The Marriott hotel chain disclosed a huge data breach on November 30 which affected 500 million customers who had their data stored in the chain’s Starwood guest reservation database.

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Moreover, the massive security breach happened in 2014, and Marriott found out about it on September 10 following an internal security alert regarding an attempt to access the Starwood reservation database.

“Breaches like this can lead to identity theft and crippling financial fraud. They are a black cloud hanging over the United States’ bright economic horizon. The American people deserve real action,” said Senator Markey. “It’s time for Congress to pass comprehensive consumer privacy and data security legislation that requires companies to adhere to strong data security standards, directs them to only collect the data they actually need to service their customer, and creates penalties for companies that fail to meet them.”

Senator Warner also requested new legislation requiring companies to limit the amount of data they collect from their customers, as well as remove the sensitive data they no longer use from their databases.

U.S. Senator Blumenthal said the failure to protect the sensitive data it was entrusted with by its customers highly increases their risk of being targeted by future identity theft and financial attacks.

Marriott completed its acquisition of Starwood in 2016.

In addition the Federal Trade Commission released an advisory about steps victims can take to in the incident.

Wednesday, November 28, 2018 @ 06:11 AM gHale

A toxic gas leak from a chemical plant near the base of the Delaware Memorial Bridge Sunday shut down all lanes of traffic on the busy holiday weekend for more than six hours.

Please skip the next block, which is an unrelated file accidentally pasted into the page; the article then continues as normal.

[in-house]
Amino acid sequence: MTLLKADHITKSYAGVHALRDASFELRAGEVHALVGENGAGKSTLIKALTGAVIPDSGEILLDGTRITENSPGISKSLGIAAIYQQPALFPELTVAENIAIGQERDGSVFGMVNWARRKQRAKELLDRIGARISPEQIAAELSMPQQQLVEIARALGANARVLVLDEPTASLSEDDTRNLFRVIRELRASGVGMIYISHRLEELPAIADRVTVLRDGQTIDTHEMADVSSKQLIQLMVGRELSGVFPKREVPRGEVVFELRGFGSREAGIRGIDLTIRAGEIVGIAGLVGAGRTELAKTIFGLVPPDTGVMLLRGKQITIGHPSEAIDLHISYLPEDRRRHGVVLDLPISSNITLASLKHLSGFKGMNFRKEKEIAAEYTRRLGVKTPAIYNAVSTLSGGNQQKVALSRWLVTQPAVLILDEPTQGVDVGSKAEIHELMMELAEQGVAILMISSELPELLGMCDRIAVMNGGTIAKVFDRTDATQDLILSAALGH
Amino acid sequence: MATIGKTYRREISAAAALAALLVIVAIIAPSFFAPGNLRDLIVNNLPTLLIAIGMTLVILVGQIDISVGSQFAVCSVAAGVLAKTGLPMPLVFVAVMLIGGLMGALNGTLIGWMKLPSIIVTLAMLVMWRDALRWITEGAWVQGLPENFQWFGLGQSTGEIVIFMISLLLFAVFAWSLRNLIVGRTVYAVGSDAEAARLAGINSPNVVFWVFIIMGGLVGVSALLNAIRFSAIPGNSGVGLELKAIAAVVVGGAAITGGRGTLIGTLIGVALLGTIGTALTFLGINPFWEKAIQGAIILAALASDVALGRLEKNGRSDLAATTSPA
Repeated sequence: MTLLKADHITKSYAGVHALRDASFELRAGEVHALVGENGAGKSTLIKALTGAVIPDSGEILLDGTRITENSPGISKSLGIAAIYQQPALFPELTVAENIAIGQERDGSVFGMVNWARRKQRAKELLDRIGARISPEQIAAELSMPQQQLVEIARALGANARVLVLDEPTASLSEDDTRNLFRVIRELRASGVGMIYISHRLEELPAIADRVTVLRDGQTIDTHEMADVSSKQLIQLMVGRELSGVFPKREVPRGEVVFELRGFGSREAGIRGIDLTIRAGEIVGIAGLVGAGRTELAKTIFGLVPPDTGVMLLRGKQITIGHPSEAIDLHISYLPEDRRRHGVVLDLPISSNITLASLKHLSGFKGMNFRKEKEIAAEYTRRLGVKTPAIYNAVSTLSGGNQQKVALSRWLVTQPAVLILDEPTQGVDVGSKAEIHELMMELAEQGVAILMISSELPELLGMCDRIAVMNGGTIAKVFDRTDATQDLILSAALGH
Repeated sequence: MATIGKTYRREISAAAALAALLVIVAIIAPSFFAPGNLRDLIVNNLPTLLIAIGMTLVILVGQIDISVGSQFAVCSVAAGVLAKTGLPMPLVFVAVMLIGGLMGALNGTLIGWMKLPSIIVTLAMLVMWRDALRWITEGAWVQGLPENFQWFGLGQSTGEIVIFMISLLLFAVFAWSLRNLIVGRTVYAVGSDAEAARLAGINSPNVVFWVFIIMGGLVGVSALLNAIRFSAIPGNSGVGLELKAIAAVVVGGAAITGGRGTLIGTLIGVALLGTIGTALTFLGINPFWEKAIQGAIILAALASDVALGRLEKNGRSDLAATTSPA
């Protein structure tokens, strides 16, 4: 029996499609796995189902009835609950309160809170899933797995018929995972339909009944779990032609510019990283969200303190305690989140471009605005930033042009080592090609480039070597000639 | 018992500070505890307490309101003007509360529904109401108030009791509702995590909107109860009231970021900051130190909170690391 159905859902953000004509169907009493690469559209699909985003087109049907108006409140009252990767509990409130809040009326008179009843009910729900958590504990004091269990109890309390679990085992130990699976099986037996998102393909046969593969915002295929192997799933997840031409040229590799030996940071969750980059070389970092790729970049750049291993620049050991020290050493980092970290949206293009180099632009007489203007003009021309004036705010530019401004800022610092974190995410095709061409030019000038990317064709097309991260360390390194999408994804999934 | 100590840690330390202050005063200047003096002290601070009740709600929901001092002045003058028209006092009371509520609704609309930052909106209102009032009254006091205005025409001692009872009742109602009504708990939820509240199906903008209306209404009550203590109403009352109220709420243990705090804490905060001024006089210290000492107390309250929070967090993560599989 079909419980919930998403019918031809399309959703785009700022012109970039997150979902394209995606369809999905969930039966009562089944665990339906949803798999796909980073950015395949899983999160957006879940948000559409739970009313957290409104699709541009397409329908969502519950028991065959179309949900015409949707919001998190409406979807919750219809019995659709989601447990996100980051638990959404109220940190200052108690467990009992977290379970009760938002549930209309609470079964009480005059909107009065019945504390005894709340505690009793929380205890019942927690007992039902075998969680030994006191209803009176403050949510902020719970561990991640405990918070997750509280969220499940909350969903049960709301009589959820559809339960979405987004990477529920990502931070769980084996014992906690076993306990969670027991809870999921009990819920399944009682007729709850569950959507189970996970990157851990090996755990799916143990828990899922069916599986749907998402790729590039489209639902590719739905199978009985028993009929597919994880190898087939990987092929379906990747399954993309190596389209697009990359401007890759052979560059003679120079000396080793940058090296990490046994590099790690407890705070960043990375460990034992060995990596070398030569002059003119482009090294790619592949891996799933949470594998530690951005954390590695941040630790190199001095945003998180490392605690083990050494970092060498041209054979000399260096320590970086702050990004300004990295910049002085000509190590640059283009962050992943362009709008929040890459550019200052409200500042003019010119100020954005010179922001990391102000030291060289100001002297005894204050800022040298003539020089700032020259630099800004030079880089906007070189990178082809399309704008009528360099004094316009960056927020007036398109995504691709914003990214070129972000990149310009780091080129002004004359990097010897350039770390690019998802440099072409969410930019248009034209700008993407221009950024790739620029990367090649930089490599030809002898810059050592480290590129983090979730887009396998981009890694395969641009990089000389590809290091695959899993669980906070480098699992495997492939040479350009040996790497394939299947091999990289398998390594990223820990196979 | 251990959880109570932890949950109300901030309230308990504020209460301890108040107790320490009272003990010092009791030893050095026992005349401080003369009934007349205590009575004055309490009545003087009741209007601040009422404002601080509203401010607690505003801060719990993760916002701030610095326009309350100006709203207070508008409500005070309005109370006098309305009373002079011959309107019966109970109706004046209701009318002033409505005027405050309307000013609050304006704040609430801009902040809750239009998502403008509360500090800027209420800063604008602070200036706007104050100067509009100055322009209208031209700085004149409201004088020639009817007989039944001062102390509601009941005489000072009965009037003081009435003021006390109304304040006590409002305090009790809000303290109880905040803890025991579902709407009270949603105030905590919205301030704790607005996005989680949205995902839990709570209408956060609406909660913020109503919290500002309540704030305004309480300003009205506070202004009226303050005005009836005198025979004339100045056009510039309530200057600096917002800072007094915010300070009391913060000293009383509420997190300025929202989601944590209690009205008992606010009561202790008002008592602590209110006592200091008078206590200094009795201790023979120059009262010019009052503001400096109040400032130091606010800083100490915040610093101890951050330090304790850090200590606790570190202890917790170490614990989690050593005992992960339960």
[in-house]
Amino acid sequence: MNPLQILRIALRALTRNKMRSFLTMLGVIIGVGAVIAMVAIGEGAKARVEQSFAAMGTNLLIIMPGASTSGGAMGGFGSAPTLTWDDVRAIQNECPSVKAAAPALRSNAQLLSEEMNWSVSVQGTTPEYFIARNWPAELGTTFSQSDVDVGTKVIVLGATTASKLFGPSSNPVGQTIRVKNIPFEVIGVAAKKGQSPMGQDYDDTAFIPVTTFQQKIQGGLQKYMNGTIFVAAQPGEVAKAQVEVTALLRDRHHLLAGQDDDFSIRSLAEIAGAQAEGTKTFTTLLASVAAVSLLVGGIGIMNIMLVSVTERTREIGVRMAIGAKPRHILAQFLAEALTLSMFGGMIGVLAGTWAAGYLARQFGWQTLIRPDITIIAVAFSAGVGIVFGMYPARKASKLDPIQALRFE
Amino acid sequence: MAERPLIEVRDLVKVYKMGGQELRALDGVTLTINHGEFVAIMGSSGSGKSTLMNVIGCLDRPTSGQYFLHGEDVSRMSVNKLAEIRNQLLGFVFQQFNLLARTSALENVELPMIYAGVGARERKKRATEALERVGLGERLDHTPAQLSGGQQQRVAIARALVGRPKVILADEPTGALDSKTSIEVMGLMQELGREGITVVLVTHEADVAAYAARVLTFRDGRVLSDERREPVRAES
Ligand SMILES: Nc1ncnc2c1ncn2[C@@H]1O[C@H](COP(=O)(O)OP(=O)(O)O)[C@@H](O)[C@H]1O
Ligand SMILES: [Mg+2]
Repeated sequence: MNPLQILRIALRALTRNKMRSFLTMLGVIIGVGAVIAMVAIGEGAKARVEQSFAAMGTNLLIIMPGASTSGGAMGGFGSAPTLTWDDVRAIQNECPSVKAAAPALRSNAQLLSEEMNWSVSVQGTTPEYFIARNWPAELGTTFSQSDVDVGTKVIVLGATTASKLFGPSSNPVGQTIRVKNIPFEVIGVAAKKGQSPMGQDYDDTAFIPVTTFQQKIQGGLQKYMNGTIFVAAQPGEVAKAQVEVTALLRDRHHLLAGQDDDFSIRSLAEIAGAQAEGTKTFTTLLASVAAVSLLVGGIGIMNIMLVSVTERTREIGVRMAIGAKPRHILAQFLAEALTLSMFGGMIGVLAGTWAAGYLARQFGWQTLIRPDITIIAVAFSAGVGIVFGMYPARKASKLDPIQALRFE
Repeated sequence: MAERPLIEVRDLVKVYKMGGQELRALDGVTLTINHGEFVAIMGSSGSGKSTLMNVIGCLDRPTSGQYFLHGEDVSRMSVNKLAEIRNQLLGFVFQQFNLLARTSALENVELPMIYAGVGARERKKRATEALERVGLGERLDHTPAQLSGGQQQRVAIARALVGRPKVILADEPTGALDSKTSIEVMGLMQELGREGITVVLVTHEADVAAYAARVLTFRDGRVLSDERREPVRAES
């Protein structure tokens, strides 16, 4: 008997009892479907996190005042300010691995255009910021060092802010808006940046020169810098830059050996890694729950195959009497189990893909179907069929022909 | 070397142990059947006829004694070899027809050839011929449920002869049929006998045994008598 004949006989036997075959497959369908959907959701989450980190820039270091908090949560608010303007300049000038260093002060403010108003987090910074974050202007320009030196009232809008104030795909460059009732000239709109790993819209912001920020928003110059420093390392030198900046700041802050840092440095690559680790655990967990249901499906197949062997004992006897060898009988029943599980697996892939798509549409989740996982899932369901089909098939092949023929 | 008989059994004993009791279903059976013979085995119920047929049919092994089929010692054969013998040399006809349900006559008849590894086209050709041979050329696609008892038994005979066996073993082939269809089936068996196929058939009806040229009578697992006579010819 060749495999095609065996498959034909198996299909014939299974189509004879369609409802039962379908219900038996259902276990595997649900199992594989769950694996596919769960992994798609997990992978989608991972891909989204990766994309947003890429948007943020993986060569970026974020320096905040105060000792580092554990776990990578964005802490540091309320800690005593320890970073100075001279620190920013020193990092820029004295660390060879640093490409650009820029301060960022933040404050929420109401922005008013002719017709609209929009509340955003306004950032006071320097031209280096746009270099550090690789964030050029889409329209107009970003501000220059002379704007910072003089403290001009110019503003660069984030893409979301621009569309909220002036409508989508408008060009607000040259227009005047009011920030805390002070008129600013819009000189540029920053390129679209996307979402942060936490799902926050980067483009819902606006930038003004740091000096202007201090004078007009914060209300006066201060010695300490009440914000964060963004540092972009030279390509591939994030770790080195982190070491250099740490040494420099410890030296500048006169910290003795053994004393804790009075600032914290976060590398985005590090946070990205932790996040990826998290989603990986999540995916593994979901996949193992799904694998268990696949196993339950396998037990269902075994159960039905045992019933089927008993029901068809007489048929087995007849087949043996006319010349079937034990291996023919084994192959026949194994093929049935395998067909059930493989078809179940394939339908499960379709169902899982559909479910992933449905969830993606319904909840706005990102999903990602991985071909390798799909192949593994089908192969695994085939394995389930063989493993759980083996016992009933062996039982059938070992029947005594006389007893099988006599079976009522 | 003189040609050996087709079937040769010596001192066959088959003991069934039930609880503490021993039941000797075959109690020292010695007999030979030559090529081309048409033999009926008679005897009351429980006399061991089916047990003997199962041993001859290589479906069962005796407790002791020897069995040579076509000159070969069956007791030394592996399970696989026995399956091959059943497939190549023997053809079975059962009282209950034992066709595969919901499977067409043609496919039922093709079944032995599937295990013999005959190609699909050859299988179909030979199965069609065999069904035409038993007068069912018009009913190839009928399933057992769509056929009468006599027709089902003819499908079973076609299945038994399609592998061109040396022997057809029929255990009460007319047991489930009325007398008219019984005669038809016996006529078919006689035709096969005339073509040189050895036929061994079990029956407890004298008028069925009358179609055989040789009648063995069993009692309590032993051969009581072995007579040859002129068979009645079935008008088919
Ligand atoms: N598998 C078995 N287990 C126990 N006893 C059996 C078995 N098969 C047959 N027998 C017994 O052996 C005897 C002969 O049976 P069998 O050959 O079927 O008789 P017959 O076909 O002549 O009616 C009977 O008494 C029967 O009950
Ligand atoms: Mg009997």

A HazMat crew got the call to Croda Inc. in New Castle, Delaware, at 4:16 p.m. for leaking ethylene oxide, an extremely flammable gas, from a tank on the site, according to Holloway Terrace Fire Chief Mark Willis.

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At 11:20 p.m., the leak was contained and the bridge reopened.

Ethylene oxide is used to manufacture other chemicals, to sterilize medical devices and as a fumigant, according to the Occupational Safety and Health Administration (OSHA).

The gas was transferred from the leaking tank to a secure one. More than 70 percent of the gas escaped the chemical tank, said fire company spokesman George Greenley.

As of 11:20 p.m., the ethylene oxide is fully contained, the chemical plant said.

Residents in New Castle neighborhoods north of Moores Lane were urged to stay in their homes, said New Castle City Police Chief Richard McCabe. Dispatchers used a reverse 911 call to notify residents.

There were no injuries reported in the incident.

All north and south lanes of Delaware Memorial Bridge closed around 5 p.m. as a precautionary measure as crews responded to the leak, Delaware River and Bay Authority spokesman Jim Salmon said.